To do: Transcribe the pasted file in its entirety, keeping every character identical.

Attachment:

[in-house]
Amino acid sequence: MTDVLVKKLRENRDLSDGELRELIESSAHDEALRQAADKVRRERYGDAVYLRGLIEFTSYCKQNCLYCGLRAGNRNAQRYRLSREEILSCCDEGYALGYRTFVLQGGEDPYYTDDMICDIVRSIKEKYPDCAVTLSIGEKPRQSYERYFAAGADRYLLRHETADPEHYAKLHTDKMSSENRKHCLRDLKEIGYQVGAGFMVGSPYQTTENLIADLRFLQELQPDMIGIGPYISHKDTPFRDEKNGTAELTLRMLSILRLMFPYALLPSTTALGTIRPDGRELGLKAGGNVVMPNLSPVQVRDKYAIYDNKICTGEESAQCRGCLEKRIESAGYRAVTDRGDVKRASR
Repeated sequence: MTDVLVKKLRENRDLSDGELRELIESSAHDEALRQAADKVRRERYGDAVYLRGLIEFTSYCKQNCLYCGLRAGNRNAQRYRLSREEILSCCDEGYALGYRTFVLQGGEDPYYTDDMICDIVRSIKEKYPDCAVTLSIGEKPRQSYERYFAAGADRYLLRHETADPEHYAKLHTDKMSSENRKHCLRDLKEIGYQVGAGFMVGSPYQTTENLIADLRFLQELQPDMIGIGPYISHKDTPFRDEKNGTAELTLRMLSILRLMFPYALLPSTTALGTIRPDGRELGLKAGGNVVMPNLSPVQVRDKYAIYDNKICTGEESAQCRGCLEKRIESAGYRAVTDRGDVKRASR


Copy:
[in-house]
Amino acid sequence: MTDVLVKKLRENRDLSDGELRELIESSAHDEALRQAADKVRRERYGDAVYLRGLIEFTSYCKQNCLYCGLRAGNRNAQRYRLSREEILSCCDEGYALGYRTFVLQGGEDPYYTDDMICDIVRSIKEKYPDCAVTLSIGEKPRQSYERYFAAGADRYLLRHETADPEHYAKLHTDKMSSENRKHCLRDLKEIGYQVGAGFMVGSPYQTTENLIADLRFLQELQPDMIGIGPYISHKDTPFRDEKNGTAELTLRMLSILRLMFPYALLPSTTALGTIRPDGRELGLKAGGNVVMPNLSPVQVRDKYAIYDNKICTGEESAQCRGCLEKRIESAGYRAVTDRGDVKRASR
Repeated sequence: MTDVLVKKLRENRDLSDGELRELIESSAHDEALRQAADKVRRERYGDAVYLRGLIEFTSYCKQNCLYCGLRAGNRNAQRYRLSREEILSCCDEGYALGYRTFVLQGGEDPYYTDDMICDIVRSIKEKYPDCAVTLSIGEKPRQSYERYFAAGADRYLLRHETADPEHYAKLHTDKMSSENRKHCLRDLKEIGYQVGAGFMVGSPYQTTENLIADLRFLQELQPDMIGIGPYISHKDTPFRDEKNGTAELTLRMLSILRLMFPYALLPSTTALGTIRPDGRELGLKAGGNVVMPNLSPVQVRDKYAIYDNKICTGEESAQCRGCLEKRIESAGYRAVTDRGDVKRASR